We'll be taking a look at all the features offered by EaseUS Free Backup. We are using the latest version as of October 2018 on an up to date Windows 10 install. This review assumes the reader is familiar with backup concepts and terms such as image backups, file backups, incremental and differential backups. Lets start:
The initial download requires you to provide an email address to get the link. The download size comes in at 93Mb. Installing is a normal Windows type install. They do push you towards the paid tier at various times from the website and within the actual install. Comparisons between free and paid is shown at various stages including just before opening the program for the first time:
Interesting that they would point out the free version is "slow" but the paid version not. Email notifications are also left out but that seems to be industry standard.
The Main Program Interface
The main interface looks as follows:
Various options on the right and shortcuts in the middle.
SYSTEM BACKUP - EaseUs gives you a shortcut to backup your main boot partition (Where Windows resides) as a one click shortcut from the main screen. This is what the screen looks like:
The C drive is selected as the source confirming it is Windows 10. A nice feature if all you require is a boot partition backup. For the review purpose we'll focus on the disc backup wizard to allow for source disk selection instead of forcing the system disk.
Second icon on the left takes you to the disk/partition backup interface:
The interface is simple and intuitive, select your backup disk source and proceed to the next step. Before moving on we'll look at the backup options to see what the default configuration looks like.
We will look at each option individually:
- Space: Allows you to set the compression level. Usually best to leave at normal as higher levels normally gives diminishing returns. No compression is not worth the speed gains vs lost storage capacity.
- Encryption: Important to encrypt your backups in case the destination drive or location is compromised. Off by default.
- Performance: Task priority and network bandwidth usage restrictions. Network bandwidth limits are useful to protect the network during a backup. A backup can be multiple gigabytes in size so it's possible to saturate the network capacity if left to itself.
- Advanced: Sector by Sector Backup: This refers to backing up the entire disk including empty space (as opposed to just the in-use sectors)
- Email Notification, Custom Commands, Offsite Copy, File Exclusion: Not part of the free product.
OK, jumping back to setting up our first backup. Before moving to the second step it is possible to schedule the backup:
is straightforward with one time, daily, weekly and monthly options.
Choosing daily gives you the option run interval backups which gives
multiple daily backups. Important functionality to keep your data safe
if one backup a day wont do.
- The second factor in the schedule to notice is the option to pick between an incremental or differential backup.
- You also get the option to appoint the first daily, weekly or monthly backup as a full backup. This would give the backup chain some built in safety and reduce the length. This gives you only basic functionality to build a structured backup plan.
After choosing a backup destination, backup name and suitable description we click "proceed" - the backup starts running with no further options to select from:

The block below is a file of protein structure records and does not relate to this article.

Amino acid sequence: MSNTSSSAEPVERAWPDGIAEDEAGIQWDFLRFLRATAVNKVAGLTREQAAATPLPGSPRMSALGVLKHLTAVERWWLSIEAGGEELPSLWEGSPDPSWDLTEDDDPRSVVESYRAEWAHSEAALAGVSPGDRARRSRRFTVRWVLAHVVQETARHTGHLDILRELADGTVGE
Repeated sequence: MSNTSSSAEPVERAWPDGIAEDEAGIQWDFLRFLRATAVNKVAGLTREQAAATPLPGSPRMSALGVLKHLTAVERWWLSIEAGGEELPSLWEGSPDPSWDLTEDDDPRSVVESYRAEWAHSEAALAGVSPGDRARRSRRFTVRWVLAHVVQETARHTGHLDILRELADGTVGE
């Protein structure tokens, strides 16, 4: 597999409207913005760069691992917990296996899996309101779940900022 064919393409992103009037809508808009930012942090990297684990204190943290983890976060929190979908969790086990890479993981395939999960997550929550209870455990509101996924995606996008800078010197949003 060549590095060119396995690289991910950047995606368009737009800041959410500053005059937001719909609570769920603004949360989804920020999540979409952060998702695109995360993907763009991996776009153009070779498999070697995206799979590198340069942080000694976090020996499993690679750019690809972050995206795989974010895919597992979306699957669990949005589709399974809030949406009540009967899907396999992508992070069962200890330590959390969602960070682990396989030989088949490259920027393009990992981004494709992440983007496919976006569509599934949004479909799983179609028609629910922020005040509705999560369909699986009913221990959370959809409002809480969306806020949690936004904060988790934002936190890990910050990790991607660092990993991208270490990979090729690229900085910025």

The backup completed in 14min59s with a size of 26.9GB from a source disk that contained 43GB of data. So we achieved almost 50% compression - highlighting the fact that the normal compression setting is sufficient.
Incremental and Differential Backups
Next we'll run some more backups to to see how EaseUS handles incremental and differential backups.
Right clicking on your backup task gives you the ability to run a backup type of your choice (Full,inc,diff).
For the review purpose we'll focus on manual backups, this knowledge can then be used to apply to your own backup schedule.
Running an incremental produces a 2.4GB file within around 2 minutes:
As you can see the backup type is included in the filename which makes it easy to determine what your backup chain consists of. Let run another incremental directly after to see what size we get. We are expecting to get a small backup:
As expected a 33MB backup file is produced. This is good efficiency.
Next we run a manual differential backup. We expect the backup size to be the same as the first two incrementals combined:
The result is as expected. Once again the differential is noted in the file name of the backup ('diff').
EaseUs doesn't advertise it as such but it does have the functionality to merge incrementals into each other as well as into the base image. This allows for very flexible backup plans and low maintenance backup chains that self manage.
Right clicking on the backup plan gives you the option to 'Manage Images':
From here you get a bird's eye view of your backup chain. Selecting more than one image gives you the option to "merge" backups into each other:
From here you can merge incrementals into each other (incrementals merging into each other before differentials). Finally you can merge the last remaining differential into the base image forming a new synthetic full image. It's worth pointing out the incrementals merged in mere minutes but merging the differential into the full took twice as long as the making a new full. Take this into consideration when building your backup plan, ie, at different sizes the synthetic backup might merge faster than creating a new full.
This merging and synthetic backup functionality is available in the backup plan options as well:
From here you can build your backup plan to keep only a certain amount of incrementals that either gets deleted on the tail end of the chain or merged ("Reserve image via image merging method").
EaseUS also includes a file backup system where files are backed up into a storage container. Incremental and differential backups are also available. We'll do a brief investigation how it operates and how it handles large files that change often which is the main headache of file based backups.